Internet dangers discussion raises ire of some parents
Frank warnings of the dangers the internet can pose for children have stirred discord among some parents of Shenandoah County public schools students.
Some have taken to social media to express how upset they are with school officials about talks of a sexual nature when they went to pick up their children’s laptop computers at Signal Knob Middle School in Strasburg on Tuesday night. A Shenandoah County Sheriff’s Office deputy discussed matters such as sexting and child pornography at the gathering.
Schools Superintendent Mark Johnston said he regrets that some people were upset but said school personnel have a responsibility to protect the kids.
“We meet with the parents because we want the students to be safe. I don’t know how to protect the children if you are not aware of this,” Johnston said.
The school system has pulled the content from future meetings and will hold those discussions at separate meetings.
“Ignoring it is not a possibility. It is not reasonable or accountable,” he said.
The presentation has been given previously without any problems, Johnston said. Those in attendance were sixth-graders and their families who would have been hearing about the issue for the first time.
Shenandoah County Sheriff Timothy C. Carter confirmed the deputy at Tuesday’s meeting had given the presentation before.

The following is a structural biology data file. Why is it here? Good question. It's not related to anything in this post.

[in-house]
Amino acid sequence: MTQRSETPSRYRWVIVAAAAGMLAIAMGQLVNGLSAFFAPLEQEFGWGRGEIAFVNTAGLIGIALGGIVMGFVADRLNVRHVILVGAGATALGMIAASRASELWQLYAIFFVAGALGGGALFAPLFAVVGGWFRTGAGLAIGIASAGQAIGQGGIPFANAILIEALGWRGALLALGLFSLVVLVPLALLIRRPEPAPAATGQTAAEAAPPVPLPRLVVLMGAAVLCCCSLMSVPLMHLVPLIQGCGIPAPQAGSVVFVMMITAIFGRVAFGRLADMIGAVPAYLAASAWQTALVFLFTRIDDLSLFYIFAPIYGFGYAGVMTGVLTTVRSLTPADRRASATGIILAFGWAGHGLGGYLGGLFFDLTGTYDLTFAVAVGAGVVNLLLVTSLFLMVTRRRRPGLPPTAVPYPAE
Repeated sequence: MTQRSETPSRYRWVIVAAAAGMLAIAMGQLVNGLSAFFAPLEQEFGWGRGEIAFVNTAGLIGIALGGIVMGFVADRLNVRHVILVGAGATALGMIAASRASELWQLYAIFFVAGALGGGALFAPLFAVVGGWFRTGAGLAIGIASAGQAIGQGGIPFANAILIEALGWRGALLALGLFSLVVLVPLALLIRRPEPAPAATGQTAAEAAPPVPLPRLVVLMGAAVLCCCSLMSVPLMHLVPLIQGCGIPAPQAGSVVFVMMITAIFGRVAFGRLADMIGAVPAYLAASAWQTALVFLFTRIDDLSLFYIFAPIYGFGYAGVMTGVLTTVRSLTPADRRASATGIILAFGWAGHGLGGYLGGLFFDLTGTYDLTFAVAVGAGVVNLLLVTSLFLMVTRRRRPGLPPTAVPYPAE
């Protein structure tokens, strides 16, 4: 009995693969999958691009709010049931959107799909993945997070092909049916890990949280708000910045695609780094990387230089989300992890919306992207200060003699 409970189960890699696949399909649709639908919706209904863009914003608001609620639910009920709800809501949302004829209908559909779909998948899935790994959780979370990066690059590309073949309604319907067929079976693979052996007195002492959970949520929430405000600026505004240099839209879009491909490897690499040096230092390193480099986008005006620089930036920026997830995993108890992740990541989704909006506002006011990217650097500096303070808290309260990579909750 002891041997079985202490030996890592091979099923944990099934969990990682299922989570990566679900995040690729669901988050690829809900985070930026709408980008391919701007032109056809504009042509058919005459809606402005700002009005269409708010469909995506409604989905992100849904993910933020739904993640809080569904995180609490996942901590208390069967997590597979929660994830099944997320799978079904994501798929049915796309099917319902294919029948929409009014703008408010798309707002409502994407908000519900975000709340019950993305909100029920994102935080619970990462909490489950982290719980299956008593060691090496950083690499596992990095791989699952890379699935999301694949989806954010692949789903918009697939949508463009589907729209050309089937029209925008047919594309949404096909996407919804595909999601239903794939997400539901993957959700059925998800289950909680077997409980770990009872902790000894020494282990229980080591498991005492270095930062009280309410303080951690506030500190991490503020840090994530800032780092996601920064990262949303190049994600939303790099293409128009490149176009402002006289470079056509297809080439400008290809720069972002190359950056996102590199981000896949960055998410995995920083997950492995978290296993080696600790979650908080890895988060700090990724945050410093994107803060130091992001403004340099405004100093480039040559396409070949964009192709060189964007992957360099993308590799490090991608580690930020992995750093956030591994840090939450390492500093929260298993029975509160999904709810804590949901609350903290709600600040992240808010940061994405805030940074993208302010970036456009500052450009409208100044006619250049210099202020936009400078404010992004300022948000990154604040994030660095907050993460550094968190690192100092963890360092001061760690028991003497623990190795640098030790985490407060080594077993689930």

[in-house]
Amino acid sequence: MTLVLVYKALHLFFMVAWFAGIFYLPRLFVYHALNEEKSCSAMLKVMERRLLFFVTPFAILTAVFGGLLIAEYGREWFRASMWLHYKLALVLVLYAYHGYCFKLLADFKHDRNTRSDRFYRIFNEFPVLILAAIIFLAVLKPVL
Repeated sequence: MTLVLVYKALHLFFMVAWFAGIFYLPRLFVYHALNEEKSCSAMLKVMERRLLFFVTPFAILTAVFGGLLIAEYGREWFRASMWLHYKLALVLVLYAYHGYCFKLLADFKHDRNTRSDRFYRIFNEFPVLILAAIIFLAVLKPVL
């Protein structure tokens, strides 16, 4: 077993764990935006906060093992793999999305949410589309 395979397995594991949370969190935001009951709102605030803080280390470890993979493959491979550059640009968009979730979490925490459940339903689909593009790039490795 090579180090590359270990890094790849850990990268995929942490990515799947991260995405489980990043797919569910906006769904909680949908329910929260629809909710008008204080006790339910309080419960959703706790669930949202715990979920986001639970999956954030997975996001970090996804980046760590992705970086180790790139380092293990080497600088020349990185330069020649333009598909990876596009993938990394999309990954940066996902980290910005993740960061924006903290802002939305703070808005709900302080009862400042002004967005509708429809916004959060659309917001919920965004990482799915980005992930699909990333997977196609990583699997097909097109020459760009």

Carter said the program was designed specifically for parents.
“They need insight into social media, such as sexting and child pornography, so they know what to look for,” Carter said.
According to a posting on a private Facebook page, one parent became vocal at the meeting and expressed displeasure that those attending were not aware such a talk would occur, and that young children were present to hear about the sensitive topic.
Some parents who said they attended the meeting posted on the Facebook page that they were upset they did not have prior notice there would be such a talk or that young children heard about the topic before parents had talked to them about it.
The computers from the school have filters on them to help block unwanted communications. Kids, however, have a lot more access to the internet with home computers and smart phones, school and law enforcement officials said.